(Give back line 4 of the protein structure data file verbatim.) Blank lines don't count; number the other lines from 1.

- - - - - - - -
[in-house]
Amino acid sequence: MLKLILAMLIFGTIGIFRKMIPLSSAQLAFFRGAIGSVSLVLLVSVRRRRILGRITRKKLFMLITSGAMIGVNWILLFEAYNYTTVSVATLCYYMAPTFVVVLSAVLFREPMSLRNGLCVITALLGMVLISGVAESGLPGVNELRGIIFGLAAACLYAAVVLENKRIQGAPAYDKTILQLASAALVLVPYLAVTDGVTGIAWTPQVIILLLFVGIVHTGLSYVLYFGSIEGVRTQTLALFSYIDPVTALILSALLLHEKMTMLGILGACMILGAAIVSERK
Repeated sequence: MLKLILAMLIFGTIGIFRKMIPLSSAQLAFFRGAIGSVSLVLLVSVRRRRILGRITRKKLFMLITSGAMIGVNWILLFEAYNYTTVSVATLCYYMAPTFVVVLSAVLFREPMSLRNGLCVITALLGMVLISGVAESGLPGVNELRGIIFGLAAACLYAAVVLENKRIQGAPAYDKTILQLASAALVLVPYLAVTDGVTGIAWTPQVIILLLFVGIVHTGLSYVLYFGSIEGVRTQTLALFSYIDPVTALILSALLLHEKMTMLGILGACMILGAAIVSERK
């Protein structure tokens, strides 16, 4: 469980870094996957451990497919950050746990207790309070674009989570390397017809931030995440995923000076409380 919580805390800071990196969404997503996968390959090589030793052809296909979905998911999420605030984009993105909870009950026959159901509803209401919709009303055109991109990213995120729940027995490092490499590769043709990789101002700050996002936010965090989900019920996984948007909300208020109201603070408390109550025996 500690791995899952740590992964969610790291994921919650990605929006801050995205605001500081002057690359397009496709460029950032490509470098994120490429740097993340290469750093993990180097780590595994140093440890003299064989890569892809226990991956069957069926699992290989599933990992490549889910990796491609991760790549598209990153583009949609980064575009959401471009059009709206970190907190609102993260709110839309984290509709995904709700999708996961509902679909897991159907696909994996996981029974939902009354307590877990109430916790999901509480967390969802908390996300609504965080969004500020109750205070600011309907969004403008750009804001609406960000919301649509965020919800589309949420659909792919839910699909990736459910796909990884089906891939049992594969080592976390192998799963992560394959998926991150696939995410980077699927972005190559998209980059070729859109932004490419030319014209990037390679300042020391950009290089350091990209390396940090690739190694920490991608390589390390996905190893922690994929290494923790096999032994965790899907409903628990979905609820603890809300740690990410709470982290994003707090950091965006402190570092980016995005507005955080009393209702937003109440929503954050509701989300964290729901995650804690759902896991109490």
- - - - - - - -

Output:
């Protein structure tokens, strides 16, 4: 469980870094996957451990497919950050746990207790309070674009989570390397017809931030995440995923000076409380 919580805390800071990196969404997503996968390959090589030793052809296909979905998911999420605030984009993105909870009950026959159901509803209401919709009303055109991109990213995120729940027995490092490499590769043709990789101002700050996002936010965090989900019920996984948007909300208020109201603070408390109550025996 500690791995899952740590992964969610790291994921919650990605929006801050995205605001500081002057690359397009496709460029950032490509470098994120490429740097993340290469750093993990180097780590595994140093440890003299064989890569892809226990991956069957069926699992290989599933990992490549889910990796491609991760790549598209990153583009949609980064575009959401471009059009709206970190907190609102993260709110839309984290509709995904709700999708996961509902679909897991159907696909994996996981029974939902009354307590877990109430916790999901509480967390969802908390996300609504965080969004500020109750205070600011309907969004403008750009804001609406960000919301649509965020919800589309949420659909792919839910699909990736459910796909990884089906891939049992594969080592976390192998799963992560394959998926991150696939995410980077699927972005190559998209980059070729859109932004490419030319014209990037390679300042020391950009290089350091990209390396940090690739190694920490991608390589390390996905190893922690994929290494923790096999032994965790899907409903628990979905609820603890809300740690990410709470982290994003707090950091965006402190570092980016995005507005955080009393209702937003109440929503954050509701989300964290729901995650804690759902896991109490």